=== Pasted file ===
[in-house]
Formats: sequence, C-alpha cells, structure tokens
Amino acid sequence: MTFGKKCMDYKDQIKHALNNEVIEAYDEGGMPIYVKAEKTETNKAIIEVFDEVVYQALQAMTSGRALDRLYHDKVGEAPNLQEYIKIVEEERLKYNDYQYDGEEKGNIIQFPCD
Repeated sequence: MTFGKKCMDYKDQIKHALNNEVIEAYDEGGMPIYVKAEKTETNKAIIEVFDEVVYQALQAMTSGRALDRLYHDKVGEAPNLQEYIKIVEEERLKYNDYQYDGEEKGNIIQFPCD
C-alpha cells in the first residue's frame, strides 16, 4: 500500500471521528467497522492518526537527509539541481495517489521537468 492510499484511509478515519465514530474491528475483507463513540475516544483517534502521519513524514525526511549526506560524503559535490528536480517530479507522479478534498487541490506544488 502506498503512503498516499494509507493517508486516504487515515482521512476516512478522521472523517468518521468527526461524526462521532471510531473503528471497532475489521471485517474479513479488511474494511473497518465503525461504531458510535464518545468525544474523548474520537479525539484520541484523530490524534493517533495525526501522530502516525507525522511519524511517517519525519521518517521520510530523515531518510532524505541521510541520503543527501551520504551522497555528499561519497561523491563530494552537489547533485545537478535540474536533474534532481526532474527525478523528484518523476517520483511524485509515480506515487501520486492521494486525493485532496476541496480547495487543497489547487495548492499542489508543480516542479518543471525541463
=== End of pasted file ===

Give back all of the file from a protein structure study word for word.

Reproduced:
[in-house]
Formats: sequence, C-alpha cells, structure tokens
Amino acid sequence: MTFGKKCMDYKDQIKHALNNEVIEAYDEGGMPIYVKAEKTETNKAIIEVFDEVVYQALQAMTSGRALDRLYHDKVGEAPNLQEYIKIVEEERLKYNDYQYDGEEKGNIIQFPCD
Repeated sequence: MTFGKKCMDYKDQIKHALNNEVIEAYDEGGMPIYVKAEKTETNKAIIEVFDEVVYQALQAMTSGRALDRLYHDKVGEAPNLQEYIKIVEEERLKYNDYQYDGEEKGNIIQFPCD
C-alpha cells in the first residue's frame, strides 16, 4: 500500500471521528467497522492518526537527509539541481495517489521537468 492510499484511509478515519465514530474491528475483507463513540475516544483517534502521519513524514525526511549526506560524503559535490528536480517530479507522479478534498487541490506544488 502506498503512503498516499494509507493517508486516504487515515482521512476516512478522521472523517468518521468527526461524526462521532471510531473503528471497532475489521471485517474479513479488511474494511473497518465503525461504531458510535464518545468525544474523548474520537479525539484520541484523530490524534493517533495525526501522530502516525507525522511519524511517517519525519521518517521520510530523515531518510532524505541521510541520503543527501551520504551522497555528499561519497561523491563530494552537489547533485545537478535540474536533474534532481526532474527525478523528484518523476517520483511524485509515480506515487501520486492521494486525493485532496476541496480547495487543497489547487495548492499542489508543480516542479518543471525541463